Sunflower Fatty Acid

The raw material of this product is sunflower, which is produced in Kimia Charb Refinery with a purity of 99.5% and is packaged and supplied in 180 kg barrels with the following specifications.

Chemical characteristics of sunflower’s fatty acid:

  • Titer 0C: 20-16
  • ACID Value: 204-200
  • SAP. Value: 203-200
  • Iodine Value: 135-128
  • Colour Lov 5 ¼ inch: 0.7R-5Y
  • M.W: 276

Description of Fatty Acid Substance in Sunflower

The raw material of this product, which is produced in Shimi Charb refinery with purity of 99.5%., is sunflower crude oil.

Application of sunflower’s fatty acid in industries:

  • Paints and Resins Industries
  • Textile Industry
  • Fiber and Paper industries
  • Sanitary and Detergent Industries
  • Industrial and Household Softeners and Cleaners
  • Long Oil and Short Oil Alkyd Resins for White and Light Furnace Colors
  • Emulsifier
  • Special Greases
  • Laundry Soap

Types of Sunflower Fatty Acid Packaging

180 kg barrels

soybean is an oily plant full of high concentration of unsaturated fatty acids. This acid is characterized by a high proportion of linoleic acid and to a lesser extent of oleic acid. Daneshmand Petrochemical Company produces and supplies different types of chemicals and acid; its sales experts can be contacted to buy soybean fatty acid as well as making inquiries on price of soybean fatty acid and soybean oil. 

Production of soybean Fatty Acid

These fatty acids are obtained by subsequent division and distillation of soybean oil. This product has a melting point of 25 degrees Celsius. Solid oil is usually a liquid with a yellowish color and depending on the temperature, there is a yellow viscous liquid. soybean fatty acid with purity of 99.5%. is produced from soybean oil.

Synthesis of Fatty Acids

Fatty acids are produced from acetyl-CoA and NADPH through the action of enzymes called fatty acid synthases. This process takes place in the cell cytoplasm. Most acetyl CoA, which is converted to fatty acids, is obtained from carbohydrates through the glycolytic pathway. 

What is the origin of fatty acids?

Fatty acids are long-chain molecules of lipid-carboxylic acid that are found in fats, oils, and cell membranes as components of phospholipids and glycolipids. (Carboxylic acid is an organic acid that has a functional group called “- COOH”.) Fatty acids are derived from animal and vegetable fats and oils.

soybean growers have made significant progress in improving the overall yield of soybeans. This means production of more protein and oil per hectare. Nevertheless, little progress has been made in selecting high-yielding genotypes with major changes in carbon flux to improve total oil or protein content. On the other hand, the use of molecular biology and biotechnology tools has resulted improving the quality of final use of oils for food purposes, feeding and industrial applications. These improvements have been achieved by changing the direction of fatty acid biosynthesis to change the relative amounts of fatty acids found naturally in soybeans, or to produce new fatty acids.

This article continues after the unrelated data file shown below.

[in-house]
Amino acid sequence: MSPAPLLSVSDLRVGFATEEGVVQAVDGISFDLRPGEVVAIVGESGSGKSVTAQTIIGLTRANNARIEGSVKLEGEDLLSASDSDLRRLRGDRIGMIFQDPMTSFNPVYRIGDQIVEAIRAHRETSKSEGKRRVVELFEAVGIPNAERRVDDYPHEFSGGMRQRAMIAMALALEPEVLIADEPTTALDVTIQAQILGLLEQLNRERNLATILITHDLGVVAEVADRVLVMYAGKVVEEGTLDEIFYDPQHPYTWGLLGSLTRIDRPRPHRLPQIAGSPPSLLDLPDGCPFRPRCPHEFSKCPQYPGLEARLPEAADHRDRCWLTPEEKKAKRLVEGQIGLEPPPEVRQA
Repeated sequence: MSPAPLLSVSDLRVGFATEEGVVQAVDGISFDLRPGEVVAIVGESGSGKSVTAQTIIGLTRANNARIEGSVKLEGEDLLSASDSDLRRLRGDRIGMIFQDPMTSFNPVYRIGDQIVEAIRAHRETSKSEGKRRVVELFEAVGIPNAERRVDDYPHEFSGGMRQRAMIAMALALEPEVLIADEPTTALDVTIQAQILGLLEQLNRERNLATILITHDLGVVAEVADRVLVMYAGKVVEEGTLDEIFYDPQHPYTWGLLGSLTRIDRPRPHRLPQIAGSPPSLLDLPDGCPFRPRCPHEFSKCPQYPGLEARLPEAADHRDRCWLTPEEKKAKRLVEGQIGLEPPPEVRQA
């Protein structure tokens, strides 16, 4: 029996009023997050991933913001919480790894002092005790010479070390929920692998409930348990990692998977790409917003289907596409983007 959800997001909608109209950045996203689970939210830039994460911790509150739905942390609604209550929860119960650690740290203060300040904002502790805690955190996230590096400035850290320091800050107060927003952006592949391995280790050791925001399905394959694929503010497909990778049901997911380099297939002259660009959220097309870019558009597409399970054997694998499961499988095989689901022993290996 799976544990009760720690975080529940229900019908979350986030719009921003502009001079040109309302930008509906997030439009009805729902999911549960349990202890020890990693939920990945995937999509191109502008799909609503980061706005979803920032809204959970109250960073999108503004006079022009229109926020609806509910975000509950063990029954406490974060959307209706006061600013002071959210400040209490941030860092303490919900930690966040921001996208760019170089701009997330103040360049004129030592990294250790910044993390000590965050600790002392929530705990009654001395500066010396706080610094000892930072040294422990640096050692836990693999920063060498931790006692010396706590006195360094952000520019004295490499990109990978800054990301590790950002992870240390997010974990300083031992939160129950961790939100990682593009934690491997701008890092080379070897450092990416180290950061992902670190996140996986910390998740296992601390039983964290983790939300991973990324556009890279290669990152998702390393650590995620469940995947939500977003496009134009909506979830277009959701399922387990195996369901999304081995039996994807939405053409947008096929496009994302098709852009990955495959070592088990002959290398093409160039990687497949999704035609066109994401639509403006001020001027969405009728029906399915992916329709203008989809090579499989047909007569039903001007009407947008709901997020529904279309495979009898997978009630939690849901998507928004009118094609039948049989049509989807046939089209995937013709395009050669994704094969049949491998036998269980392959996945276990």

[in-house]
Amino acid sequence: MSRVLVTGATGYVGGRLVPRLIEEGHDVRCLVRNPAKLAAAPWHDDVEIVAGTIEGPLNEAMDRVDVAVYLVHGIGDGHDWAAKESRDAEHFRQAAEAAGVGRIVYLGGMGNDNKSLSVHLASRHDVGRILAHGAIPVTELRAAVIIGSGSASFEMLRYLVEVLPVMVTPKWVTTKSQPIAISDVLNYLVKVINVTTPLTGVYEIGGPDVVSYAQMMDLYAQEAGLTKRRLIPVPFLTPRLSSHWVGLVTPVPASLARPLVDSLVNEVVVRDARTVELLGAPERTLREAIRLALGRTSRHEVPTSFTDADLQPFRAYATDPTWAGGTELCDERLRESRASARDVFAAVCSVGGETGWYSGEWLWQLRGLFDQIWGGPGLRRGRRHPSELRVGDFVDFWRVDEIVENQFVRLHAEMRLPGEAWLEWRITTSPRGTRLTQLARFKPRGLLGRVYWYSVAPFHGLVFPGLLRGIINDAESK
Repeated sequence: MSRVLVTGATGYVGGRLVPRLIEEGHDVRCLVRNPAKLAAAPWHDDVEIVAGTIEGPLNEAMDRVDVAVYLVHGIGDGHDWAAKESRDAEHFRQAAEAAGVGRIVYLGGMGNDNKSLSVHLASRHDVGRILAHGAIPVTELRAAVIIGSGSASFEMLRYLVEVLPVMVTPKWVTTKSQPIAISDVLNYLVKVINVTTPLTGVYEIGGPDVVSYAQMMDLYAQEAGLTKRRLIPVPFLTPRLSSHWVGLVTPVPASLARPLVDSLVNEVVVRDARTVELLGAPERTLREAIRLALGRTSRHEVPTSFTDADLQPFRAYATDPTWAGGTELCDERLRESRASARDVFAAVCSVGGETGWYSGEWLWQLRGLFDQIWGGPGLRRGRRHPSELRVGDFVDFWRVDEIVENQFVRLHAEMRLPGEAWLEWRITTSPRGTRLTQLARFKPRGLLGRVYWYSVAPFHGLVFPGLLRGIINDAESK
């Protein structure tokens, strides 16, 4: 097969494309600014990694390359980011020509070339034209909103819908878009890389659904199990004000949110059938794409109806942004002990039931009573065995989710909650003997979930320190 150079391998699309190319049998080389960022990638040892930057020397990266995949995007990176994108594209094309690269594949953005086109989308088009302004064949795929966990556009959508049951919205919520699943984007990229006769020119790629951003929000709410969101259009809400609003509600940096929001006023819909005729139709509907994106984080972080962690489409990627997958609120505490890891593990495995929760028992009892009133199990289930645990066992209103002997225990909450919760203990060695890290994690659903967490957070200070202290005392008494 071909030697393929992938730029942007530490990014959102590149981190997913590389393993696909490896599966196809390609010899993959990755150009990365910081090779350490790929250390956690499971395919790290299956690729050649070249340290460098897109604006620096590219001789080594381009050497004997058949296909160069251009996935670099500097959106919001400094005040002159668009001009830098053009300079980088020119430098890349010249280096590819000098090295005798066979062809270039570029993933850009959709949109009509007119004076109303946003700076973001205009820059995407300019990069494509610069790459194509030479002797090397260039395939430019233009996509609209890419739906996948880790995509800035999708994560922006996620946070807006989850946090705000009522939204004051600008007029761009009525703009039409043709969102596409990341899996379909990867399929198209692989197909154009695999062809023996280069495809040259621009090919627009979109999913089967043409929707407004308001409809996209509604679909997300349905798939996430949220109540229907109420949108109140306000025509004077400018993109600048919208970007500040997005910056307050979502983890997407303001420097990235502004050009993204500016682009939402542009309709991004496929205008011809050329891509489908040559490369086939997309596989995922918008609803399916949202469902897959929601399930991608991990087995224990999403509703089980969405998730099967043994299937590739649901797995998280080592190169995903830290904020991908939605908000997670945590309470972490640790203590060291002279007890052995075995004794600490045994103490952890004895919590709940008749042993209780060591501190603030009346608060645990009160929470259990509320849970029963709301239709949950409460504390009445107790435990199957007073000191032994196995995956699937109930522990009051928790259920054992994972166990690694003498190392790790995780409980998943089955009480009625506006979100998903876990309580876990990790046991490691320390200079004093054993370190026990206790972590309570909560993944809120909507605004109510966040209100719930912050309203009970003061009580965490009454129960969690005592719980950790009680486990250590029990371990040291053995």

Ingredients of soybean Oil

soybean oil is composed of the following fatty acids:

  • Palmitic Acid (16: 0) equivalent to 10%
  • Stearic Acid (18: 0) equivalent to 4%
  • Oleic Acid (18: 1) equivalent to 18%
  • Linoleic Acid (18: 2) equivalent to 55%
  • Linolenic Acid (18: 3) equivalent to 13% 

soybean Fatty Acid Oxidative or Action Mechanism of soybean Fatty Acid

Fatty acids lead to low oxidative stability, limiting the use of soybean oil in food products and industrial applications. For example, the oxidative decomposition of soybean oil results in the taste of food products and the accumulation of viscous substances in soybean-derived biodiesel, which clogs the oil filters. Oxidative instability of soybean oil is due to the relatively high percentage of polyunsaturated fatty acids including linoleic acid and linolenic acid. Historically, this problem has been solved by relative hydrogenation for food and nutritional applications. This typically reduces unsaturated fatty acids below 18% of total fatty acids, decreases the linolenic acid generally below 2%, and increases the oleic and stearic acids simultaneously. The downside of using partial hydrogenation is that it often produces the trans fatty acids associated with cardiovascular disease. In addition, a partially hydrogenated soybean oil has poor cold flow properties, fat reduction and increased viscosity, thus limiting its value as a biodiesel. Genetic strategies that reduce the synthesis of unsaturated fatty acids can be used to improve the oxidative stability of soybean oil without producing trans fatty acids, while maintaining its function for final use in food, feeding and industrial applications. For this purpose, the primary fatty acid profiles targeted for soybeans are low linolenic acid oil, high oleic acid oil and high stearic acid along with high oleic acid oil. 

Application of soybean fatty acid

  • soybean fatty acids are widely used in the chemical industry and to produce a variety of chemicals in the cosmetics industry. Its applications include the production of amines, betaine, esters, fatty alcohols, surface cleaners and detergents, the manufacture of cosmetics and personal care, liquid, and solid soaps.
  • It is also used in the textile industry for the stages of finishing the fabrics and finishing leather and final fibers.
  • soybean fatty acid is also used for manufacturing various coatings and surfactants.
  • It is used with glycerin and phthalic acid to form the paints and varnishes.
  • It is also used in the preparation of alkyd resins.
  • soybean fatty acids are also used in the oil, gas, petrochemical, and rubber industries.
  • It is also used to produce various softeners and lubricants